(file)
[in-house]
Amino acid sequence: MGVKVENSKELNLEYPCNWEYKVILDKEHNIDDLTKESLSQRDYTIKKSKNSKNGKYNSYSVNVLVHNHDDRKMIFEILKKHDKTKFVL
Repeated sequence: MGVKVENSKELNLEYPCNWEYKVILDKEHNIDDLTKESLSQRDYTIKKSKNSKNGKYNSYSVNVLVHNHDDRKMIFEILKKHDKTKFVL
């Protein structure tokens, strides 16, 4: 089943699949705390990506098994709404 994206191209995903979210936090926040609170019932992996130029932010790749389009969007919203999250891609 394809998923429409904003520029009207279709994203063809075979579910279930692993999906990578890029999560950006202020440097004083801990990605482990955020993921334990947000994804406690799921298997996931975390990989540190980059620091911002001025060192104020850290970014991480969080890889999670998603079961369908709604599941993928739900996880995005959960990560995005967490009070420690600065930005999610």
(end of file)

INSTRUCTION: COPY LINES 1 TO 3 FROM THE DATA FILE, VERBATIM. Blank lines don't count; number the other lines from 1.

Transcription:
[in-house]
Amino acid sequence: MGVKVENSKELNLEYPCNWEYKVILDKEHNIDDLTKESLSQRDYTIKKSKNSKNGKYNSYSVNVLVHNHDDRKMIFEILKKHDKTKFVL
Repeated sequence: MGVKVENSKELNLEYPCNWEYKVILDKEHNIDDLTKESLSQRDYTIKKSKNSKNGKYNSYSVNVLVHNHDDRKMIFEILKKHDKTKFVL